I have lived in Bangalore for over a decade now. In all these years, I have watched three Kannada movies – Apthamitra, Anna Bond and Rangitaranga. I saw Aptamithra as soon as I came to Bangalore. It was having a record run in one of the theatres in the Majestic area. Anna Bond was one of the very few movies that I regretted watching. It neither had a script nor good performances.
In all these years, one could see the standards of Kannada cinema dropping; slowly and alarmingly. From the time I came, most of the hit movies were remakes from other languages. A few heroes didn’t act in remakes and the fate of their movies reflected in their dropping popularity.
The remake trend is confounding. People in Karnataka get to watch movies from different languages. Telugu and Tamil movies being the most popular ones. It isn’t just in the urban areas that these movies are watched; even people from areas far away from the border watch these movies. So, it’s a little baffling that the same movies are remade in their language get the same, or, in some cases, a better reception.
Every once in a while, came a movie, an original, that was dismissed as a flash in the pan. Lucia, a movie that released in 2013 changed it all. It was the first movie to use crowdfunding to produce a movie. The story was good and for the first time in a few years, it made other movie industries sit up and take notice.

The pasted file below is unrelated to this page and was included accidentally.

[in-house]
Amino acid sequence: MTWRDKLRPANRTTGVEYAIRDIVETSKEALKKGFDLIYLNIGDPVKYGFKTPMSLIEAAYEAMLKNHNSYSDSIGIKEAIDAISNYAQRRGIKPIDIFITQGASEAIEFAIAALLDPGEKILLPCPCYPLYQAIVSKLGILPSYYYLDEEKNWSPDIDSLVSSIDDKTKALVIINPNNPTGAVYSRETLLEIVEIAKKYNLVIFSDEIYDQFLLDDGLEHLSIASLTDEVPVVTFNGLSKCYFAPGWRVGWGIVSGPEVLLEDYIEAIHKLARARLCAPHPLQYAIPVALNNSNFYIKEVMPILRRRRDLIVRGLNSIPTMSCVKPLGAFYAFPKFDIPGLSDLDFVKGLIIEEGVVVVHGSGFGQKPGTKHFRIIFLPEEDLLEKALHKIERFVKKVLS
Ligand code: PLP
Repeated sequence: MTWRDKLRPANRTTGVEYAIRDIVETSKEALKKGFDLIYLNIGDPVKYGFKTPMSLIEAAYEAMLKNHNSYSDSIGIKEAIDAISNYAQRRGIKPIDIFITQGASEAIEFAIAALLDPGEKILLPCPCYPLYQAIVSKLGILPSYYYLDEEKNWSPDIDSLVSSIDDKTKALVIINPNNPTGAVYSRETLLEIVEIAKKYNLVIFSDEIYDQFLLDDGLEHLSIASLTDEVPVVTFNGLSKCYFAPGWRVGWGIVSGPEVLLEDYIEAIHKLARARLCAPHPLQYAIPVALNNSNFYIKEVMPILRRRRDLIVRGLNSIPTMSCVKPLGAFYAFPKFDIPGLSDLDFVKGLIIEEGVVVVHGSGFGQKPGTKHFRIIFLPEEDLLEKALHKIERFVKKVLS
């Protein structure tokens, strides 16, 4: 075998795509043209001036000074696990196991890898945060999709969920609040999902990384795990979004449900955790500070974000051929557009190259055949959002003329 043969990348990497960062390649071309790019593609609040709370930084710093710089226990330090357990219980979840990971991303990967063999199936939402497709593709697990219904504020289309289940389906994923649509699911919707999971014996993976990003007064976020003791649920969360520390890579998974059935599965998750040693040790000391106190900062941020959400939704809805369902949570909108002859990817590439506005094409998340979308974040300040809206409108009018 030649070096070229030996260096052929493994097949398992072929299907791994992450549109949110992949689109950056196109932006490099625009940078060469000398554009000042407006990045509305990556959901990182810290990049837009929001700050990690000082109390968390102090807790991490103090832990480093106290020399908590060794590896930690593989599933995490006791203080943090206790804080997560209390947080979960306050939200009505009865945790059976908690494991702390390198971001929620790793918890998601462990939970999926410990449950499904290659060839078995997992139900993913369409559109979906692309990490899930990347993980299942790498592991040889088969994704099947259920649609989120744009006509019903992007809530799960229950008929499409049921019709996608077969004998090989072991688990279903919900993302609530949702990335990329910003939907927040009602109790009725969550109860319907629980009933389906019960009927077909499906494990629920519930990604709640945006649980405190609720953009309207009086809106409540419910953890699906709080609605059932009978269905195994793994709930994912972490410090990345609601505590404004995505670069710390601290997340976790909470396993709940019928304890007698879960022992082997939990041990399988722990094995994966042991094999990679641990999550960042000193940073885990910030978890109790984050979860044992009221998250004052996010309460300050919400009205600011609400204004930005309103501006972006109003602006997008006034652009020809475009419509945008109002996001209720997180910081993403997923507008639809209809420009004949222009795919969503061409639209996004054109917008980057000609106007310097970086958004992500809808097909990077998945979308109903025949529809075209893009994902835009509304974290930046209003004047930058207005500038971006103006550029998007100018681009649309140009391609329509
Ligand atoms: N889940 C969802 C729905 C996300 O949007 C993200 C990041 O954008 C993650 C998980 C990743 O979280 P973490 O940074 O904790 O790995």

It was not always like this. The Kannada film industry can proudly claim that it has produced some of the best luminaries in Indian language films. There was a time when Kannada movies were remade in multiple languages. The same bug came back to bite them later.
Rangitaranga is a game-changer in many ways for the Kannada movie industry. For a change, it has firmly put the spotlight back on Kannada movies. If you have a few Kannadigas let you have believe their words, it has been rated 11 on IMDB!
It might not be rated 11 on IMDB, but rest assured, the movie is very good. It’s so good that the entire state reverberated about the movie for a while. It released a couple of weeks before the mass occupation of the theatres by Baahubali happened. In the normal scheme of things Rangitaranga was supposed to surrender the theaters it was running in to Baahubali, but the word of mouth, a display of parochialism ensured that it was running in a few theatres. While Baahubali came and went, Rangitaranga is still running to packed houses in Bangalore. Once the movie gained popularity, a lot of people from other states too started watching the movie. Hence, it was of a massive help that the movie had subtitles.
The movie has three major threads – a lady journalist chasing an author with a nom de plume, a couple wanting to ensure that the demons from the past are pacified and mysterious deaths in a village. The director has interwoven these threads brilliantly and manages to close out every single thread perfectly.
The movie doesn’t have a racy screenplay, but you are drawn to the proceedings because of amazing storytelling. The locations chosen add to the mood of the movie. Almost everyone in the main cast is a newbie. They don’t have an image to cater to. They perform well because each of them underplays their part with rarely seen subtlety.
The people who walk away with honours from this movie are the director, cinematographers (foreigners) and Saikumar. Saikumar does a terrific job in the movie. He takes the audience through a gamut of emotions. If one has to be picky, his accent could’ve been a little better in the movie, unless he was told by the director himself to have a bent of Telugu in his accent.
The songs are all good and the lyrics stand out as not a single word from any other language (apart from the ones spoken in Karnataka) are used.